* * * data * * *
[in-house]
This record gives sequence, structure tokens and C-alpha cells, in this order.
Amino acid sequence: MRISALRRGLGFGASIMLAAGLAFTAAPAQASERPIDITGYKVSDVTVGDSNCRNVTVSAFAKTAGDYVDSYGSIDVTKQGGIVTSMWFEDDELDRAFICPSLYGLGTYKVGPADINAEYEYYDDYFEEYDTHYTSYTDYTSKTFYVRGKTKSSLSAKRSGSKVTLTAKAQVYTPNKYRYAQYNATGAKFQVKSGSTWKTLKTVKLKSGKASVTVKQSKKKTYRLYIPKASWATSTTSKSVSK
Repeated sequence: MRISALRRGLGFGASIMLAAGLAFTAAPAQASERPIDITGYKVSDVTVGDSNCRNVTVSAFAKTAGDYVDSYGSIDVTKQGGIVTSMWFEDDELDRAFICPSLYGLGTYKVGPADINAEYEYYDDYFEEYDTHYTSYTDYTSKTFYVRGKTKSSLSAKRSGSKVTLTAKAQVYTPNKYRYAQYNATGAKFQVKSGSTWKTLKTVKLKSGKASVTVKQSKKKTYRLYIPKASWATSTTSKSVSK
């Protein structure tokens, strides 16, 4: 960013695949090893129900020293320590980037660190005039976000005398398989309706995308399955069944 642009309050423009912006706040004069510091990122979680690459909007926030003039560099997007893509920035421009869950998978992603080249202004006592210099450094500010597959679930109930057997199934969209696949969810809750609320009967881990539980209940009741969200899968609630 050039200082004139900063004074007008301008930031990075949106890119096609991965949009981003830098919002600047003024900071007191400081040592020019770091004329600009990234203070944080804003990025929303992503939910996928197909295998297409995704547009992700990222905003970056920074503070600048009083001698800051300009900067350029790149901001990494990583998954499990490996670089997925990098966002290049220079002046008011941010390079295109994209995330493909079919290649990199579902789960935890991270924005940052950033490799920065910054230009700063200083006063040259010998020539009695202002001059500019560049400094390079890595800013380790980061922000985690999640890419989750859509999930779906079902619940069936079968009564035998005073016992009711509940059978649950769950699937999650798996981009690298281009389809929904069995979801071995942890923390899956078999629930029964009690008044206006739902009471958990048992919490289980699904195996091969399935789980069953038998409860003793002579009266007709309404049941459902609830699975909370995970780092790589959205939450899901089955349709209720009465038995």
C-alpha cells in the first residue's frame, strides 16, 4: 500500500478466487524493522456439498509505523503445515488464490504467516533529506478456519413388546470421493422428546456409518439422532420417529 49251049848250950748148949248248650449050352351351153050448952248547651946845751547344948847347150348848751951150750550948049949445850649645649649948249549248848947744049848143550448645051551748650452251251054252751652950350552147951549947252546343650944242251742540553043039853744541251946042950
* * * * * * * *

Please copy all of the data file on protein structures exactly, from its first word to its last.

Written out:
[in-house]
This record gives sequence, structure tokens and C-alpha cells, in this order.
Amino acid sequence: MRISALRRGLGFGASIMLAAGLAFTAAPAQASERPIDITGYKVSDVTVGDSNCRNVTVSAFAKTAGDYVDSYGSIDVTKQGGIVTSMWFEDDELDRAFICPSLYGLGTYKVGPADINAEYEYYDDYFEEYDTHYTSYTDYTSKTFYVRGKTKSSLSAKRSGSKVTLTAKAQVYTPNKYRYAQYNATGAKFQVKSGSTWKTLKTVKLKSGKASVTVKQSKKKTYRLYIPKASWATSTTSKSVSK
Repeated sequence: MRISALRRGLGFGASIMLAAGLAFTAAPAQASERPIDITGYKVSDVTVGDSNCRNVTVSAFAKTAGDYVDSYGSIDVTKQGGIVTSMWFEDDELDRAFICPSLYGLGTYKVGPADINAEYEYYDDYFEEYDTHYTSYTDYTSKTFYVRGKTKSSLSAKRSGSKVTLTAKAQVYTPNKYRYAQYNATGAKFQVKSGSTWKTLKTVKLKSGKASVTVKQSKKKTYRLYIPKASWATSTTSKSVSK
């Protein structure tokens, strides 16, 4: 960013695949090893129900020293320590980037660190005039976000005398398989309706995308399955069944 642009309050423009912006706040004069510091990122979680690459909007926030003039560099997007893509920035421009869950998978992603080249202004006592210099450094500010597959679930109930057997199934969209696949969810809750609320009967881990539980209940009741969200899968609630 050039200082004139900063004074007008301008930031990075949106890119096609991965949009981003830098919002600047003024900071007191400081040592020019770091004329600009990234203070944080804003990025929303992503939910996928197909295998297409995704547009992700990222905003970056920074503070600048009083001698800051300009900067350029790149901001990494990583998954499990490996670089997925990098966002290049220079002046008011941010390079295109994209995330493909079919290649990199579902789960935890991270924005940052950033490799920065910054230009700063200083006063040259010998020539009695202002001059500019560049400094390079890595800013380790980061922000985690999640890419989750859509999930779906079902619940069936079968009564035998005073016992009711509940059978649950769950699937999650798996981009690298281009389809929904069995979801071995942890923390899956078999629930029964009690008044206006739902009471958990048992919490289980699904195996091969399935789980069953038998409860003793002579009266007709309404049941459902609830699975909370995970780092790589959205939450899901089955349709209720009465038995």
C-alpha cells in the first residue's frame, strides 16, 4: 500500500478466487524493522456439498509505523503445515488464490504467516533529506478456519413388546470421493422428546456409518439422532420417529 49251049848250950748148949248248650449050352351351153050448952248547651946845751547344948847347150348848751951150750550948049949445850649645649649948249549248848947744049848143550448645051551748650452251251054252751652950350552147951549947252546343650944242251742540553043039853744541251946042950